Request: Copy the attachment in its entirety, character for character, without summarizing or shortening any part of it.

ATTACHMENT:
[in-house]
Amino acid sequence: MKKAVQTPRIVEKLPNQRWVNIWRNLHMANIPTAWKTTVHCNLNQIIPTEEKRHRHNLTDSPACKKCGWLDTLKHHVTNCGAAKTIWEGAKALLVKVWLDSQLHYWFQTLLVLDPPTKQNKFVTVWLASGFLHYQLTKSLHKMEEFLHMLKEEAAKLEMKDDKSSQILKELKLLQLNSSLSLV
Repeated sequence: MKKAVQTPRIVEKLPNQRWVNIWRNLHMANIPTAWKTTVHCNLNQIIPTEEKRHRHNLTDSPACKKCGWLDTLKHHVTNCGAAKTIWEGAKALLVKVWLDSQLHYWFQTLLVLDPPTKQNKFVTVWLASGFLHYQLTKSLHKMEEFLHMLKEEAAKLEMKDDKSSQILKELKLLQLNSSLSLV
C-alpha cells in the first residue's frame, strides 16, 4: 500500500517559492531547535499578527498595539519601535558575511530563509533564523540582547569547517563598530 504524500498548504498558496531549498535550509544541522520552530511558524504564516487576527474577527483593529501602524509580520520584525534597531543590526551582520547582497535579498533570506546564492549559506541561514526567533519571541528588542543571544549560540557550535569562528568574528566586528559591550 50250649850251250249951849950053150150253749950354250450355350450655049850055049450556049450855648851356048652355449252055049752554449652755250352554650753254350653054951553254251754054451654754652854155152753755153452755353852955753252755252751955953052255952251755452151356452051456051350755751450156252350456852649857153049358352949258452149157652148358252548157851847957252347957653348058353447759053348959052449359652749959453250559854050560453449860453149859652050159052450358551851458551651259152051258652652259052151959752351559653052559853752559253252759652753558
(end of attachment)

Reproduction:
[in-house]
Amino acid sequence: MKKAVQTPRIVEKLPNQRWVNIWRNLHMANIPTAWKTTVHCNLNQIIPTEEKRHRHNLTDSPACKKCGWLDTLKHHVTNCGAAKTIWEGAKALLVKVWLDSQLHYWFQTLLVLDPPTKQNKFVTVWLASGFLHYQLTKSLHKMEEFLHMLKEEAAKLEMKDDKSSQILKELKLLQLNSSLSLV
Repeated sequence: MKKAVQTPRIVEKLPNQRWVNIWRNLHMANIPTAWKTTVHCNLNQIIPTEEKRHRHNLTDSPACKKCGWLDTLKHHVTNCGAAKTIWEGAKALLVKVWLDSQLHYWFQTLLVLDPPTKQNKFVTVWLASGFLHYQLTKSLHKMEEFLHMLKEEAAKLEMKDDKSSQILKELKLLQLNSSLSLV
C-alpha cells in the first residue's frame, strides 16, 4: 500500500517559492531547535499578527498595539519601535558575511530563509533564523540582547569547517563598530 504524500498548504498558496531549498535550509544541522520552530511558524504564516487576527474577527483593529501602524509580520520584525534597531543590526551582520547582497535579498533570506546564492549559506541561514526567533519571541528588542543571544549560540557550535569562528568574528566586528559591550 50250649850251250249951849950053150150253749950354250450355350450655049850055049450556049450855648851356048652355449252055049752554449652755250352554650753254350653054951553254251754054451654754652854155152753755153452755353852955753252755252751955953052255952251755452151356452051456051350755751450156252350456852649857153049358352949258452149157652148358252548157851847957252347957653348058353447759053348959052449359652749959453250559854050560453449860453149859652050159052450358551851458551651259152051258652652259052151959752351559653052559853752559253252759652753558